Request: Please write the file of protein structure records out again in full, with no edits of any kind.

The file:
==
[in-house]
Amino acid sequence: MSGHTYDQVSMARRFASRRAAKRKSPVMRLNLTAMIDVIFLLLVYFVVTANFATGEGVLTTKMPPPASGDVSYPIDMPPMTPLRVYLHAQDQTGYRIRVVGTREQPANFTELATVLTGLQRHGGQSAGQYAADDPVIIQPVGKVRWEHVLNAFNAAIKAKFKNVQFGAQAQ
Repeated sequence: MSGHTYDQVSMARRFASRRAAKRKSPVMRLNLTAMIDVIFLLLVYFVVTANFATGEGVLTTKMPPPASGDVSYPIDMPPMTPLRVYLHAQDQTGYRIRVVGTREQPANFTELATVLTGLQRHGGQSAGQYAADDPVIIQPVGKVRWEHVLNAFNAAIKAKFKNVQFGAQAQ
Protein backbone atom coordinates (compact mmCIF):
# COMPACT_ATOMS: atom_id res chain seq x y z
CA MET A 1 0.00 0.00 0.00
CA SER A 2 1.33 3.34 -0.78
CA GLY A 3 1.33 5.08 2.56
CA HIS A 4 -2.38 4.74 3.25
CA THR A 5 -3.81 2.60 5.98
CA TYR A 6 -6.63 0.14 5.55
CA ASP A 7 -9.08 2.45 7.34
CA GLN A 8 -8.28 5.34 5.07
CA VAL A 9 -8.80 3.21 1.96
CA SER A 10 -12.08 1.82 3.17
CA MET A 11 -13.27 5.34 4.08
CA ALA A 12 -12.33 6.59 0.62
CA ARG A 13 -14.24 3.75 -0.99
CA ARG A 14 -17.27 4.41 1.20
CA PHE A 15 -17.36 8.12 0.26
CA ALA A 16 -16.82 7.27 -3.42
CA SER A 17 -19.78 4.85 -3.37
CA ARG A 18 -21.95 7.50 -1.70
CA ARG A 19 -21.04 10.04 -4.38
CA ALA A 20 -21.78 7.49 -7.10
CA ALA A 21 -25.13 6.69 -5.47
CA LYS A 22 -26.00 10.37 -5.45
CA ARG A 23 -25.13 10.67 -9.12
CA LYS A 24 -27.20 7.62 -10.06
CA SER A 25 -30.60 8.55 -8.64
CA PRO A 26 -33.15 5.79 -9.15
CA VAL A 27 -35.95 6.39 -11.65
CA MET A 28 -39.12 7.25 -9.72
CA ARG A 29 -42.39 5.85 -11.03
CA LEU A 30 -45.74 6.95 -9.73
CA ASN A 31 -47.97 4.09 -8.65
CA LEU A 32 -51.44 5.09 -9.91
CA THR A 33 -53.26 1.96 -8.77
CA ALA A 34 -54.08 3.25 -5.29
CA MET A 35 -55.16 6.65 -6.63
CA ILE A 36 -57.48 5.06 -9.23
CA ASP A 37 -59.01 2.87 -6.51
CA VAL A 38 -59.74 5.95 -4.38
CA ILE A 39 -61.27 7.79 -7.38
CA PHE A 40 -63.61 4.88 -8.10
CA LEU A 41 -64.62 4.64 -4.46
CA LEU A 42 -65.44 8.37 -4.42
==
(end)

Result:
[in-house]
Amino acid sequence: MSGHTYDQVSMARRFASRRAAKRKSPVMRLNLTAMIDVIFLLLVYFVVTANFATGEGVLTTKMPPPASGDVSYPIDMPPMTPLRVYLHAQDQTGYRIRVVGTREQPANFTELATVLTGLQRHGGQSAGQYAADDPVIIQPVGKVRWEHVLNAFNAAIKAKFKNVQFGAQAQ
Repeated sequence: MSGHTYDQVSMARRFASRRAAKRKSPVMRLNLTAMIDVIFLLLVYFVVTANFATGEGVLTTKMPPPASGDVSYPIDMPPMTPLRVYLHAQDQTGYRIRVVGTREQPANFTELATVLTGLQRHGGQSAGQYAADDPVIIQPVGKVRWEHVLNAFNAAIKAKFKNVQFGAQAQ
Protein backbone atom coordinates (compact mmCIF):
# COMPACT_ATOMS: atom_id res chain seq x y z
CA MET A 1 0.00 0.00 0.00
CA SER A 2 1.33 3.34 -0.78
CA GLY A 3 1.33 5.08 2.56
CA HIS A 4 -2.38 4.74 3.25
CA THR A 5 -3.81 2.60 5.98
CA TYR A 6 -6.63 0.14 5.55
CA ASP A 7 -9.08 2.45 7.34
CA GLN A 8 -8.28 5.34 5.07
CA VAL A 9 -8.80 3.21 1.96
CA SER A 10 -12.08 1.82 3.17
CA MET A 11 -13.27 5.34 4.08
CA ALA A 12 -12.33 6.59 0.62
CA ARG A 13 -14.24 3.75 -0.99
CA ARG A 14 -17.27 4.41 1.20
CA PHE A 15 -17.36 8.12 0.26
CA ALA A 16 -16.82 7.27 -3.42
CA SER A 17 -19.78 4.85 -3.37
CA ARG A 18 -21.95 7.50 -1.70
CA ARG A 19 -21.04 10.04 -4.38
CA ALA A 20 -21.78 7.49 -7.10
CA ALA A 21 -25.13 6.69 -5.47
CA LYS A 22 -26.00 10.37 -5.45
CA ARG A 23 -25.13 10.67 -9.12
CA LYS A 24 -27.20 7.62 -10.06
CA SER A 25 -30.60 8.55 -8.64
CA PRO A 26 -33.15 5.79 -9.15
CA VAL A 27 -35.95 6.39 -11.65
CA MET A 28 -39.12 7.25 -9.72
CA ARG A 29 -42.39 5.85 -11.03
CA LEU A 30 -45.74 6.95 -9.73
CA ASN A 31 -47.97 4.09 -8.65
CA LEU A 32 -51.44 5.09 -9.91
CA THR A 33 -53.26 1.96 -8.77
CA ALA A 34 -54.08 3.25 -5.29
CA MET A 35 -55.16 6.65 -6.63
CA ILE A 36 -57.48 5.06 -9.23
CA ASP A 37 -59.01 2.87 -6.51
CA VAL A 38 -59.74 5.95 -4.38
CA ILE A 39 -61.27 7.79 -7.38
CA PHE A 40 -63.61 4.88 -8.10
CA LEU A 41 -64.62 4.64 -4.46
CA LEU A 42 -65.44 8.37 -4.42